Heresy takes more work than rebellion. It begins with a skeptical attitude of doubt, but it requires a fairly in-depth understanding of doctrine to achieve. For Adventists, the most common source of heresy is uncertainty surrounding inspiration. While several pastors have told me one does not need to believe in the inspired writings of Ellen G. White to be a good Adventist, her pronouncements are so intertwined in our basic beliefs and doctrines that it is a very difficult position to balance successfully. It has been my experience that most members who lose faith in the inspiration of Ellen G. White eventually see little reason to remain in the denomination.
While many members may rebel against the apparently rigid rules found in some of Ellen G. White’s writings, I believe that true heretical dissent in the Church comes mainly from a resistance to her views of what happened on the cross. C. S. Lewis stated that “The central Christian belief is that Christ’s death has somehow put us right with God and given us a fresh start. Theories as to how it did this are another matter.” I would argue that theories as to why Christ had to die are also important matters.
In large part, it is these atonement models that separate denominations from one another and differentiate heresy from orthodoxy in the Adventist Church. While many of us may focus on those things that we think make us different, such as our beliefs on a recent creation, the gift of prophecy, Christ’s work in the heavenly sanctuary, the meaning of the Sabbath, the nature of man in death, the role of the remnant and the end of sinners, I believe the crux (Latin for “cross”) of the problem that ultimately divides us is what we believe happened on the cross and why.
I do not have the space here to explore the various atonement models, but suffice it to say, it has been
my experience that most evangelical Christians and Adventists agree that the importance of the cross is that by shedding His blood, Christ somehow bought forgiveness from sin for those who accept His sacrifice, thus granting them a path to eternal salvation and keeping them from the fires of hell. This is basic Reformation theology, and it may be wonderfully good news for sinners.
My reading of the Bible, Ellen G. White, and some leading Adventist theologians, however, has led me in a slightly different direction. It has been called a heretical direction by some. I believe that my personal salvation is not of primary importance to the rest of the universe. It was not the principal reason for Christ’s mission to earth. It is, however, a wonderful by-product of His infinite goodness. Christ came primarily to reveal and vindicate the character of God. This needed to be done to answer the questions that had led to the rebellion of sin in the first place: Can God be trusted? Does He truly love His creatures? Does sin really lead to death? What is God’s role in the death of sinners? Are His methods and motives as benevolent as He claims them to be? Can the universe truly be governed on the principle of love? What difference does it make why we obey Him, just as long as we do?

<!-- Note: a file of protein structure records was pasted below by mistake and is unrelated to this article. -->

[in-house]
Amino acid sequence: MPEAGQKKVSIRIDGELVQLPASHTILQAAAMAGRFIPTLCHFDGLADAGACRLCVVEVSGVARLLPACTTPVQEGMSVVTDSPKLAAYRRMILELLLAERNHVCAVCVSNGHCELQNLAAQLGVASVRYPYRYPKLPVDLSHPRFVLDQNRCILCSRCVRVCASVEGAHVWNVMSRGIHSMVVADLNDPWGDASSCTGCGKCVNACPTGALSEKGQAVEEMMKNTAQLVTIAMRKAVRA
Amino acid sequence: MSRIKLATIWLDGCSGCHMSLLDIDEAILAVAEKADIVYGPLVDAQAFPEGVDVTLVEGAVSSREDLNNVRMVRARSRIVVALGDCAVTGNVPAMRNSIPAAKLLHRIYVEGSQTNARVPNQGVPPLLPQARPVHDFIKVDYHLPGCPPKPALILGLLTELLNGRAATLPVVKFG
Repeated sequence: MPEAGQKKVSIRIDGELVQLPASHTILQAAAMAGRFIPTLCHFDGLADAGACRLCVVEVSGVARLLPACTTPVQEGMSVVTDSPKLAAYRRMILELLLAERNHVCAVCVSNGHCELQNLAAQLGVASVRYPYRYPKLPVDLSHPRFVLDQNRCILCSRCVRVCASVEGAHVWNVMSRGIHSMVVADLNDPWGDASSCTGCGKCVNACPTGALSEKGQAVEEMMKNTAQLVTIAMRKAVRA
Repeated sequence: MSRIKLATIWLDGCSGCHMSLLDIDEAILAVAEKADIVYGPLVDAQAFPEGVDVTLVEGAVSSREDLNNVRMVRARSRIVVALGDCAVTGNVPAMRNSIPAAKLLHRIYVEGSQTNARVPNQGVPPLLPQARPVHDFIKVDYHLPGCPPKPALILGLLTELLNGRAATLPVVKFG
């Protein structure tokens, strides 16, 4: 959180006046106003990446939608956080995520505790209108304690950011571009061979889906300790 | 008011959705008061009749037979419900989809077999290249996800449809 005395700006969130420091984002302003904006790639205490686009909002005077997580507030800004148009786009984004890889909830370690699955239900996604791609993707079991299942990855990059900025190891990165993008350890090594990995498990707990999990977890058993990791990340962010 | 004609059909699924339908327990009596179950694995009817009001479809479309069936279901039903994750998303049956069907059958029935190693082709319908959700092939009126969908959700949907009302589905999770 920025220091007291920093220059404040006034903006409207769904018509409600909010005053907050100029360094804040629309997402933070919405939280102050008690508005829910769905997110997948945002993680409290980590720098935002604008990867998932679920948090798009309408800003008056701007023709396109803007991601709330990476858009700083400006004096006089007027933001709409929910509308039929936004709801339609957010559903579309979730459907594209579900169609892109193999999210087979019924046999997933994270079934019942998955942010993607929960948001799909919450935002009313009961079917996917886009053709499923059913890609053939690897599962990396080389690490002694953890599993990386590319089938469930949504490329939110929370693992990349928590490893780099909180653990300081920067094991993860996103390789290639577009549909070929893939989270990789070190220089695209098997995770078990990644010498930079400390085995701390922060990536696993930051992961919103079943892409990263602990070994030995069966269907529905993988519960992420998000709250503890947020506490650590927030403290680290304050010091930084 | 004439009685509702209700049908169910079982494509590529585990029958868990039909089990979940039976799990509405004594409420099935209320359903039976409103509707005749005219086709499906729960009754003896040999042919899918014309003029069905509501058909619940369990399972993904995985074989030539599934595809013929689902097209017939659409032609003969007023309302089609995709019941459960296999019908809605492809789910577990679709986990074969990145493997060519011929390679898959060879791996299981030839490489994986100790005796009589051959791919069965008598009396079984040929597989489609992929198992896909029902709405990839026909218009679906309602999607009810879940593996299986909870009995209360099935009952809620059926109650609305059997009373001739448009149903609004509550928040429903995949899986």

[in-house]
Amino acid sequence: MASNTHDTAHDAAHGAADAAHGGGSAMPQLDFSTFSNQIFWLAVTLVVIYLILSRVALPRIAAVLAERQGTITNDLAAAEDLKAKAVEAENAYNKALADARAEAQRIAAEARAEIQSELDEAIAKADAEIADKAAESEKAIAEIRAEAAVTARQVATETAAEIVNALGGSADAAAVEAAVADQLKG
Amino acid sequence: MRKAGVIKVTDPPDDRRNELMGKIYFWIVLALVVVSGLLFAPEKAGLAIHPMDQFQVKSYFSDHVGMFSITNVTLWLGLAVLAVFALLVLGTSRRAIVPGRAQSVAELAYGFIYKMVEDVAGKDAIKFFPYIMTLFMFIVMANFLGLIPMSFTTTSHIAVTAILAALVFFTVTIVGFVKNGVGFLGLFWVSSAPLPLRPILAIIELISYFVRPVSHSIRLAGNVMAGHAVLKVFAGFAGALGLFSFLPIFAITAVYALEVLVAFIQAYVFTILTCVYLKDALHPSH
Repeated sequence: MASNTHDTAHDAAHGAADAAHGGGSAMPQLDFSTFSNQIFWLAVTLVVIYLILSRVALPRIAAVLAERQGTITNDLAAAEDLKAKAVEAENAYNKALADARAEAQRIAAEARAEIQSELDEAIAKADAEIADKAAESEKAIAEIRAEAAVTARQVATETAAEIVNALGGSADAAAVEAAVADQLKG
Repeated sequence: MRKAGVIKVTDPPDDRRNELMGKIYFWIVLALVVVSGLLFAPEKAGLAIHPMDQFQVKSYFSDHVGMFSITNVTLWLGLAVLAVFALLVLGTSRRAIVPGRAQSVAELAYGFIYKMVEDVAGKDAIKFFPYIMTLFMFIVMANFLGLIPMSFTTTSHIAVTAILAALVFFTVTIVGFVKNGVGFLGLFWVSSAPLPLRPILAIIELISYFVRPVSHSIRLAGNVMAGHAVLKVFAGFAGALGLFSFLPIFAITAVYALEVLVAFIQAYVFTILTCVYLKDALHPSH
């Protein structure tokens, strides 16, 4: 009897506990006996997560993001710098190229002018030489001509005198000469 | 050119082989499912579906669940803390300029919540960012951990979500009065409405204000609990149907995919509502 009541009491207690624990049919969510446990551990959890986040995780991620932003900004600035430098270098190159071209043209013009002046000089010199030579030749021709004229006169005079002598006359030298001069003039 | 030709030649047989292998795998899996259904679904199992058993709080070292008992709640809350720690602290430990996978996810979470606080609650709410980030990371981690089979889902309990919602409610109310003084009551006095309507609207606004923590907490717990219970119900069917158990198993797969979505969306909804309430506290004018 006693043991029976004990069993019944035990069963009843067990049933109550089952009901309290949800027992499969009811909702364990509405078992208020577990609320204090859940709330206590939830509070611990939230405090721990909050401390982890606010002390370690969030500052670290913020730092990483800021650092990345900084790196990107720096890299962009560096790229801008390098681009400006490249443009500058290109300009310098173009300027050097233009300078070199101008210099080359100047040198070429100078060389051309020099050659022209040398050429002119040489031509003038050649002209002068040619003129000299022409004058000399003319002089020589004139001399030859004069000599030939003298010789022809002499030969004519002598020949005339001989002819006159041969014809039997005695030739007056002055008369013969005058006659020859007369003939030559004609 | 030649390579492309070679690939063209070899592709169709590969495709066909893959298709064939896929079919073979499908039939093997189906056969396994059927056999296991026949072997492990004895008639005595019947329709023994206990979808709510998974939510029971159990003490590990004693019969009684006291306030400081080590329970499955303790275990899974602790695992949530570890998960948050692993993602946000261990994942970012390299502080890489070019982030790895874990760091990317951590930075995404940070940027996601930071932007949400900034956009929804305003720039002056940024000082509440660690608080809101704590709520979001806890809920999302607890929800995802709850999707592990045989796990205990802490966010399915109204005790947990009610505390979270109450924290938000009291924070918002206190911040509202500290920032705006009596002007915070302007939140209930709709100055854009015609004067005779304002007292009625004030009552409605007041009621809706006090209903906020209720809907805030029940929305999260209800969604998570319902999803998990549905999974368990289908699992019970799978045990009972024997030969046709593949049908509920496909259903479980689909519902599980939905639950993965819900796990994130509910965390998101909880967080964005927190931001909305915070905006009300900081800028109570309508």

The problem, as I see it, is not with our fundamental beliefs. It is in how we emphasize and present them.
Every Adventist I know claims to love Jesus and supports justification by the righteousness of Christ as revealed on the cross and agrees that the preeminence of the character of God is vital and sees the importance of an orderly universe governed by the laws of God, including the Sabbath.
But there are at least two streams of Adventism. Each stream accepts our fundamental beliefs but presents a very different picture to the world of what we claim to believe. One group appears to value mercy and the unconditional, disinterested love of God for all fallen humanity. They believe that the truth spoken in love is God’s only instrument of persuasion and healing. The other group appears to worship a God of fearful judgment. They believe that the truth presented with terrifying images of apocalyptic beasts and final destruction is the best way to achieve conversions.
While our theology must account for both mercy and judgment, we do not worship a two-faced God. Fear is used to manipulate and control. Love casts out fear. Skep- tic, rebel, and heretic that I am, count me in the group that believes in unconditional love, even in judgment.
–Mark Johnson, MD, is a retired public health physician and the chairman of the Boulder Vision Board. Email him at: [email protected]